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8 Symptoms of Spinal Stenosis

Up to 11% of Americans have spinal stenosis. It’s a common degenerative spinal condition, and it can cause significant pain and restricted mobility in your lower back or your neck.

Spinal stenosis can develop in your lower back (lumbar spine) or your neck (cervical spine), and it can happen to anyone. But since it’s often caused by bone spurs and osteoarthritis, it’s most common in people over the age of 50.

Both lumbar spinal stenosis and cervical spinal stenosis types share some similar symptoms, but they can also affect you in different ways. No matter where your spinal pain originates, George Kakoulides, MD, and our surgical team specialize in identifying and treating it.

Take the time to learn more about the symptoms of spinal stenosis and what to do if you suspect you have it.

Signs of spinal stenosis

Your spinal canal is a hollow space formed by your vertebrae and it protects your spinal cord. Spinal stenosis happens when that space narrows and starts compressing the nerves in your spinal cord.

Spinal stenosis often gets worse over time. You might not notice symptoms when your spinal canal first starts to get narrower, but pain and other issues may develop as stenosis progresses. 

A few possible symptoms of cervical and lumbar spinal stenosis include:

1. Neck pain

The most obvious symptom of cervical spinal stenosis is neck pain. Pain may come and go, range in severity, or be accompanied by neck stiffness or limited range of motion.

2. Back pain

Back pain is another common symptom of spinal stenosis. It could be caused by stenosis anywhere along your spine, from your neck to your lower back. Pain may feel like a dull ache, general tenderness, or sharp pangs of electrical pain.

3. Numbness or tingling

Numbness, tingling, and burning sensations are all signs of nerve pain. Sometimes described as “pins and needles,” these sensations can be caused by spinal stenosis and be felt in your arms, hands, buttocks, legs, or feet.

4. Weakness in arms or legs

Spinal stenosis can also make your arms or legs feel unusually weak or heavy. If your arms and hands are affected, you might find yourself struggling to button your shirt. If you have weakness in your legs or feet, you might notice that you trip or stumble more often.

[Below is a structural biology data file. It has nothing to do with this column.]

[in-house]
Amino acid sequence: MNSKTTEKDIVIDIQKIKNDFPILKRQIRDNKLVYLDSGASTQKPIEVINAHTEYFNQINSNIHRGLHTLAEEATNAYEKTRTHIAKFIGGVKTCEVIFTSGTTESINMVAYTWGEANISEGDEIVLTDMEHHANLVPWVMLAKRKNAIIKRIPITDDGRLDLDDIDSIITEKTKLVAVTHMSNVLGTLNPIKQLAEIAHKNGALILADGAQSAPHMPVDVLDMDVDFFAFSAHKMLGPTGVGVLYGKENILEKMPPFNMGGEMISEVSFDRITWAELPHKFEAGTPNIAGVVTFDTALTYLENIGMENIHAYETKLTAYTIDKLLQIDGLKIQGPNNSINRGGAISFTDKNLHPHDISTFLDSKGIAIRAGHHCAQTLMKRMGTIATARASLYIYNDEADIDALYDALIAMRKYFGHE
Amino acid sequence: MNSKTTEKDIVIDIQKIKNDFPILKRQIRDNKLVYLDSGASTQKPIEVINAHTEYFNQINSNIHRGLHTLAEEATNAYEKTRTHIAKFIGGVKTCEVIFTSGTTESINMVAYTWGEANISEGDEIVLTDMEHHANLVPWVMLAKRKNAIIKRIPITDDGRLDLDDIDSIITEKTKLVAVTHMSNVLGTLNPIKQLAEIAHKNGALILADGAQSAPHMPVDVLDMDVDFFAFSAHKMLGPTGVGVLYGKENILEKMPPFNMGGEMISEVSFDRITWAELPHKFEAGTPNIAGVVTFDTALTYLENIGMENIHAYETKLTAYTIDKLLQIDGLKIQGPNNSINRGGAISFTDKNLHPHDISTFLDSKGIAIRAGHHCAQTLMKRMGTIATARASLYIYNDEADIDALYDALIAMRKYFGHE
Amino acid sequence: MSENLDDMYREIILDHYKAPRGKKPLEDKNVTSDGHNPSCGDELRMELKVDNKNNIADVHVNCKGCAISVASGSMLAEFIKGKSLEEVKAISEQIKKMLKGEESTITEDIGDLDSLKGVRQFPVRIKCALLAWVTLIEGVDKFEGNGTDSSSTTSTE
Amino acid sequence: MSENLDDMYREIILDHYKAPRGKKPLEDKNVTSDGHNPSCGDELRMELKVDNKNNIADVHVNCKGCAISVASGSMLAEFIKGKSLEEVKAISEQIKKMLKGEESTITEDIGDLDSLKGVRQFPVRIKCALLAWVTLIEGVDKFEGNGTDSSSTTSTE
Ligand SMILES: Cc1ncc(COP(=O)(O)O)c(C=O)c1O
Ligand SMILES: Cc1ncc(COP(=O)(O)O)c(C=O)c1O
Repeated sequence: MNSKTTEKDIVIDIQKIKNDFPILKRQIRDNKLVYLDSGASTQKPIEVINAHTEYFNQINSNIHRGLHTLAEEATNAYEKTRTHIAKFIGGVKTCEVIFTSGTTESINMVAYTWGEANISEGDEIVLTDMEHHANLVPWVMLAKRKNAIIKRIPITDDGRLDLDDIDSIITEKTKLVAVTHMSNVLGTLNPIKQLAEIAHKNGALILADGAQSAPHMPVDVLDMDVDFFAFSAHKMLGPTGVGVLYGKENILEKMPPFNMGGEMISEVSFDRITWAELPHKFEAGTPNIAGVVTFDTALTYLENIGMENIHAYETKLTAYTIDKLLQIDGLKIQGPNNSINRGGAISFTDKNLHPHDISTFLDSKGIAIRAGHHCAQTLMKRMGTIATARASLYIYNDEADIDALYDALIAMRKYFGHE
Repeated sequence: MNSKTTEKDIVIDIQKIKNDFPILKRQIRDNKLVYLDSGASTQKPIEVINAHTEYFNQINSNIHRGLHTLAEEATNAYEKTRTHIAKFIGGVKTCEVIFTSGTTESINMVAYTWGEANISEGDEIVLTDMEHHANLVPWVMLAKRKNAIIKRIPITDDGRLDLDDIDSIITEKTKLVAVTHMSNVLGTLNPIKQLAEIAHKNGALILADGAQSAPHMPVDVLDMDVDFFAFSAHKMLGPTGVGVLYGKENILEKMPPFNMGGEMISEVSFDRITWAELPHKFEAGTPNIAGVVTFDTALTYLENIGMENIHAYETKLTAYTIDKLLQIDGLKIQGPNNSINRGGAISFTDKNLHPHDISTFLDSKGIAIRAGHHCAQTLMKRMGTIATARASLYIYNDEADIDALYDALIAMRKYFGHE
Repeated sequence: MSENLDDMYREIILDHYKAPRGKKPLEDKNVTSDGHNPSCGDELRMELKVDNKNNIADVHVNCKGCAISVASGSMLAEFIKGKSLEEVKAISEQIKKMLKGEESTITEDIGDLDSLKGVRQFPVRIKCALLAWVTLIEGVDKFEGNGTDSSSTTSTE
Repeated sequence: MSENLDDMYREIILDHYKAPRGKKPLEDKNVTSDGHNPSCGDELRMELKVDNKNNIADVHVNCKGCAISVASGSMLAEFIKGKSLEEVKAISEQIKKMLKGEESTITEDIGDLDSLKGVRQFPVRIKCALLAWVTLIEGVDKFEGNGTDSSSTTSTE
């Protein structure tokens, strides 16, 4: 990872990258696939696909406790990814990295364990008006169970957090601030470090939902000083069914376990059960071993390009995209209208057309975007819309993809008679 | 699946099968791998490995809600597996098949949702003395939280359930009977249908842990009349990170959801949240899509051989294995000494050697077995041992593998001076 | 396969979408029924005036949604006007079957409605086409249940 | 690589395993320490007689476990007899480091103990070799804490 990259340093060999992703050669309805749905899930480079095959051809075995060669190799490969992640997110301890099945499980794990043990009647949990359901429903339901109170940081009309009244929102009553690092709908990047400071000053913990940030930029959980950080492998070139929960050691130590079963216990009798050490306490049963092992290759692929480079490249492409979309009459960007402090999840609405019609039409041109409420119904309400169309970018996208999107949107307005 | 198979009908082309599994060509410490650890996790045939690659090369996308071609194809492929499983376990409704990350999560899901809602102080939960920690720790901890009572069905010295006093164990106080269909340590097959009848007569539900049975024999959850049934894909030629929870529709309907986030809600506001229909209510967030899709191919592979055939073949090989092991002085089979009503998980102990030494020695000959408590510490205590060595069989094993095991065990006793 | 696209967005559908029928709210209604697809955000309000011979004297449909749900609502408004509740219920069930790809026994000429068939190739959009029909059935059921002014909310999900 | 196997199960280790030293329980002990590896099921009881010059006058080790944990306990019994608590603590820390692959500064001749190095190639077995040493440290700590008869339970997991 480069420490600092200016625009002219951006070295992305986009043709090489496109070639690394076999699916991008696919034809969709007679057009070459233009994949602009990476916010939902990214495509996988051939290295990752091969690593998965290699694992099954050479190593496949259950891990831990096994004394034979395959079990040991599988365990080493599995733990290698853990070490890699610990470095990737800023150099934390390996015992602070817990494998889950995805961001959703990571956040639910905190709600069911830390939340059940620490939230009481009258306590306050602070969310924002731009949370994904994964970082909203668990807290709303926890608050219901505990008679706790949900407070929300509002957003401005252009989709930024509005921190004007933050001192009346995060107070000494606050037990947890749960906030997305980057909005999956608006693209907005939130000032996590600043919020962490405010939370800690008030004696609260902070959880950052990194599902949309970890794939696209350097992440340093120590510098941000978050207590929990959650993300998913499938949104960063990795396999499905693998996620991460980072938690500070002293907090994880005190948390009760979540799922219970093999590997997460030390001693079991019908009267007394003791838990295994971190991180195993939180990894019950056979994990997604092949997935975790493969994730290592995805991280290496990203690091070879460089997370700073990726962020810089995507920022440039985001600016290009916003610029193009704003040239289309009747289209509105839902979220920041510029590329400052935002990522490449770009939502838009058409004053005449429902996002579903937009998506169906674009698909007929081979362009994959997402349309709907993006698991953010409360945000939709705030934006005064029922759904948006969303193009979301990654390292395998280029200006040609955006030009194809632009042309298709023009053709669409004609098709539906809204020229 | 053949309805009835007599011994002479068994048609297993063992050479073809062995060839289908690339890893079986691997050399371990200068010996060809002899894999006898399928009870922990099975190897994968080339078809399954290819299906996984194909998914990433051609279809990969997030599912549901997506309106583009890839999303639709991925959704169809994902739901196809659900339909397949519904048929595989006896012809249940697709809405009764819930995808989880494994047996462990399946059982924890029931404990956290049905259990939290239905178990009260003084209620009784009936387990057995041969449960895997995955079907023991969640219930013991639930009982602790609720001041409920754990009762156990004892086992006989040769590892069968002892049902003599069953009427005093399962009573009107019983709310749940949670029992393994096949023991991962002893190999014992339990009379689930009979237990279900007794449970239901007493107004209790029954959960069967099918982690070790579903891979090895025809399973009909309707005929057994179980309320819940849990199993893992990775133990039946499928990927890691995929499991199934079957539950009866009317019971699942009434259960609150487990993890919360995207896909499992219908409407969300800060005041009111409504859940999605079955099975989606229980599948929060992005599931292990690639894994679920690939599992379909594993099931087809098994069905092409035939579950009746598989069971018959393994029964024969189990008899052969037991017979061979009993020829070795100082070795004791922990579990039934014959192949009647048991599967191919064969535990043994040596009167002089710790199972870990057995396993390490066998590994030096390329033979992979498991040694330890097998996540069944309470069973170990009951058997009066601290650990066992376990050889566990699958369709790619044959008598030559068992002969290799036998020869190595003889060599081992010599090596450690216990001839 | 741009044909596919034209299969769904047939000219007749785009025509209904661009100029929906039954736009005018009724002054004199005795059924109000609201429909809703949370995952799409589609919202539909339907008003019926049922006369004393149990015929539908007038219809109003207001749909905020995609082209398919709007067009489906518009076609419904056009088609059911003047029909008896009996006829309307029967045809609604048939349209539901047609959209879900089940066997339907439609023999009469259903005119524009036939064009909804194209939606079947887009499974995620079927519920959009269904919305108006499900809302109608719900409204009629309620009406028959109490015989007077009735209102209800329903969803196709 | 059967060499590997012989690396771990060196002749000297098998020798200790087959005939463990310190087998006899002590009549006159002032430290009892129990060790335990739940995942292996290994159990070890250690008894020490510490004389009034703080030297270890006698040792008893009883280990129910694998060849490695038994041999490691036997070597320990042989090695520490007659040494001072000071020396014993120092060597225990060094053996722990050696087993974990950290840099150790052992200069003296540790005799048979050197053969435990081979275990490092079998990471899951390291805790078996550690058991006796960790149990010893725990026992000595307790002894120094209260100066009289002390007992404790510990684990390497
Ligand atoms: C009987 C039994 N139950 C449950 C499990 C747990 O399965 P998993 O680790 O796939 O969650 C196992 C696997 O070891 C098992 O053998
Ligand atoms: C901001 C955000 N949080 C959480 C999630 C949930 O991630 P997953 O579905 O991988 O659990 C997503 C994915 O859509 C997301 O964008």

5. Sciatica

Your sciatic nerve starts in your lower back and travels down through your hips, buttocks, and each leg. Lumbar spinal stenosis can cause sciatica, which is another spinal condition that’s characterized by radiating pain down one leg.

6. Pain that worsens with standing

Spinal stenosis pain often comes and goes, but if you have lumbar spinal stenosis, it might get noticeably worse after you spend a long time on your feet. Walking and standing can increase pain, but sitting or leaning may take pressure off affected nerves and provide some pain relief.

7. Balance problems

Spinal stenosis could affect your sense of balance. You might notice dizziness, lightheadedness, or headaches. This symptom is most commonly associated with cervical spinal stenosis, but it’s possible with spinal stenosis in your mid- or lower back.

8. Loss of bladder or bowel control

In severe cases, spinal stenosis may lead to loss of bladder or bowel control. This could happen if you have cervical spinal stenosis or lumbar spinal stenosis.

Surgical care for spinal stenosis

Spinal stenosis is common, but the good news is that you have a lot of treatment options. If you’re diagnosed with spinal stenosis, Dr. Kakoulides often starts by recommending conservative treatment like physical therapy and anti-inflammatory medication.

If your condition continues getting worse or you have a severe case of spinal stenosis, he may recommend minimally invasive spine surgery. Spinal decompression (laminectomy) is a surgical procedure to remove a small part of your vertebrae to add space in your spinal canal.

During a laminectomy, Dr. Kakoulides may also remove damaged bone and bone spurs. By creating extra space in your spinal canal, pressure is taken from nerves and symptoms improve. If spinal decompression surgery isn’t a good option for you, Dr. Kakoulides may suggest spinal fusion as an alternative treatment.

If you’re considering spine surgery for spinal stenosis, trust Dr. Kakoulides and our team. Schedule a consultation to learn more about laminectomy and other surgical options. Contact us online or call the office today.

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